Reference and Pointers

This is a discussion on Reference and Pointers within the C++ Programming forums, part of the General Programming Boards category; I was going through the Faq- What's the difference between... > '&' and '*' (C++)? It says: References cannot have ...

  1. #1
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    Reference and Pointers

    I was going through the Faq- What's the difference between... > '&' and '*' (C++)?

    It says:
    References cannot have operations performed on them since they are not variables

    but if I have something like :
    int i = 1;
    int& r = i;

    then I can do
    r++; to increment r.

    So what does the above statement mean?

  2. #2
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    It increments the value referred to by the reference (the value of i). It does not increment the reference itself.

    If you did the same with the pointer, the pointer would point to a new value:
    Code:
    int i = 1;
    int* p = i;
    p++; // increment the pointer (technically undefined behavior)

  3. #3
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    Quote Originally Posted by Shal
    I was going through the Faq- What's the difference between... > '&' and '*' (C++)?

    It says:
    References cannot have operations performed on them since they are not variables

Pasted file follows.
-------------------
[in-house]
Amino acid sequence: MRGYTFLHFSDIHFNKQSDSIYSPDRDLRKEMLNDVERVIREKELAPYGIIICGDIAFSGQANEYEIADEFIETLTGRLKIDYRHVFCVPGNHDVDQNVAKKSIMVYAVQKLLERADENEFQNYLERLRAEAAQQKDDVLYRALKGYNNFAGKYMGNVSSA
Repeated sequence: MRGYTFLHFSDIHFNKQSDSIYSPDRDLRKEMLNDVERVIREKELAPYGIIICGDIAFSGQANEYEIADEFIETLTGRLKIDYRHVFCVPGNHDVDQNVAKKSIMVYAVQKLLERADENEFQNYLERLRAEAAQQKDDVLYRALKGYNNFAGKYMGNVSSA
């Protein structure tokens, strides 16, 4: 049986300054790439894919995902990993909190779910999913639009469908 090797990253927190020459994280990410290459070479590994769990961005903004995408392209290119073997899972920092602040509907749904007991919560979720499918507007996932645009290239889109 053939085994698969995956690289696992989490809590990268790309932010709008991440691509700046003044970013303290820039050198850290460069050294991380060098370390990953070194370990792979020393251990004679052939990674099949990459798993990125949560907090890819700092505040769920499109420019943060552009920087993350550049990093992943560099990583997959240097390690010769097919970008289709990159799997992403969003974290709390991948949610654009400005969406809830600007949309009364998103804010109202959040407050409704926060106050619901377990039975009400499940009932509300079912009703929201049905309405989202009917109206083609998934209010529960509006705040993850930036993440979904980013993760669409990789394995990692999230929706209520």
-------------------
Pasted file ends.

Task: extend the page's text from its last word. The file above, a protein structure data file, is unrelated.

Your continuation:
but if I have something like :
    int i = 1;
    int& r = i;

    then I can do
    r++; to increment r.

    So what does the above statement mean?
    Think of a reference as simply an alias or nickname for another existing object in your program. Pointers, on the other hand, are objects themselves, with their own place in memory, and a value.

    Since a reference isn't an object (a reference doesn't really physically 'exist' anywhere), then there's not really any way you can perform an operation on a reference. Any operation you perform on the nickname/alias is actually performed on the referred object instead.

  4. #4
    Its hard... But im here swgh's Avatar
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    In general, references are easier than pointers to learn, but references cannot be NULL, where as a pointer can. You cannot assign a reference to nothing.

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